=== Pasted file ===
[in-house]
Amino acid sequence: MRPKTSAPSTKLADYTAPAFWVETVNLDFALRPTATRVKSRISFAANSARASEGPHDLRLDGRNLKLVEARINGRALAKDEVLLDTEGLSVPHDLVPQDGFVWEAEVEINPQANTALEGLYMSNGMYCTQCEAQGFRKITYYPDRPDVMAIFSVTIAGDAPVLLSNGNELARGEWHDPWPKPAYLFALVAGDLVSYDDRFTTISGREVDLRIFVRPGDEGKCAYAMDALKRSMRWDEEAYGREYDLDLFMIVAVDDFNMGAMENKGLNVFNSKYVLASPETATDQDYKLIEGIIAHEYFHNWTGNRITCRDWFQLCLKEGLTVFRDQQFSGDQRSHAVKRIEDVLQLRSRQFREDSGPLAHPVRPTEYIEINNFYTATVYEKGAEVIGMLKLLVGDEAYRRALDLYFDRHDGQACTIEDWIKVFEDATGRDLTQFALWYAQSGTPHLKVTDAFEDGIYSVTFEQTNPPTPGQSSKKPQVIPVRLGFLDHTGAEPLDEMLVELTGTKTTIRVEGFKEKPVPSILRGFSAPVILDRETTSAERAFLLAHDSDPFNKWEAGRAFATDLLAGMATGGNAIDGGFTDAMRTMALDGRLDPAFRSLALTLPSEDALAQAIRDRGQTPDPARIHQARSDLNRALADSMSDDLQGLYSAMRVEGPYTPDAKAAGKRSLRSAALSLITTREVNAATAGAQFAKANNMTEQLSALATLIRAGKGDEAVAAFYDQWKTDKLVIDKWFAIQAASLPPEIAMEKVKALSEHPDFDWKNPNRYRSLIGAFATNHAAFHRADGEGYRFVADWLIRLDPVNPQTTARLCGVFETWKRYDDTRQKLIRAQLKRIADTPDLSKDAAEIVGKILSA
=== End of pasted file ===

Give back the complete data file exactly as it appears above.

[in-house]
Amino acid sequence: MRPKTSAPSTKLADYTAPAFWVETVNLDFALRPTATRVKSRISFAANSARASEGPHDLRLDGRNLKLVEARINGRALAKDEVLLDTEGLSVPHDLVPQDGFVWEAEVEINPQANTALEGLYMSNGMYCTQCEAQGFRKITYYPDRPDVMAIFSVTIAGDAPVLLSNGNELARGEWHDPWPKPAYLFALVAGDLVSYDDRFTTISGREVDLRIFVRPGDEGKCAYAMDALKRSMRWDEEAYGREYDLDLFMIVAVDDFNMGAMENKGLNVFNSKYVLASPETATDQDYKLIEGIIAHEYFHNWTGNRITCRDWFQLCLKEGLTVFRDQQFSGDQRSHAVKRIEDVLQLRSRQFREDSGPLAHPVRPTEYIEINNFYTATVYEKGAEVIGMLKLLVGDEAYRRALDLYFDRHDGQACTIEDWIKVFEDATGRDLTQFALWYAQSGTPHLKVTDAFEDGIYSVTFEQTNPPTPGQSSKKPQVIPVRLGFLDHTGAEPLDEMLVELTGTKTTIRVEGFKEKPVPSILRGFSAPVILDRETTSAERAFLLAHDSDPFNKWEAGRAFATDLLAGMATGGNAIDGGFTDAMRTMALDGRLDPAFRSLALTLPSEDALAQAIRDRGQTPDPARIHQARSDLNRALADSMSDDLQGLYSAMRVEGPYTPDAKAAGKRSLRSAALSLITTREVNAATAGAQFAKANNMTEQLSALATLIRAGKGDEAVAAFYDQWKTDKLVIDKWFAIQAASLPPEIAMEKVKALSEHPDFDWKNPNRYRSLIGAFATNHAAFHRADGEGYRFVADWLIRLDPVNPQTTARLCGVFETWKRYDDTRQKLIRAQLKRIADTPDLSKDAAEIVGKILSA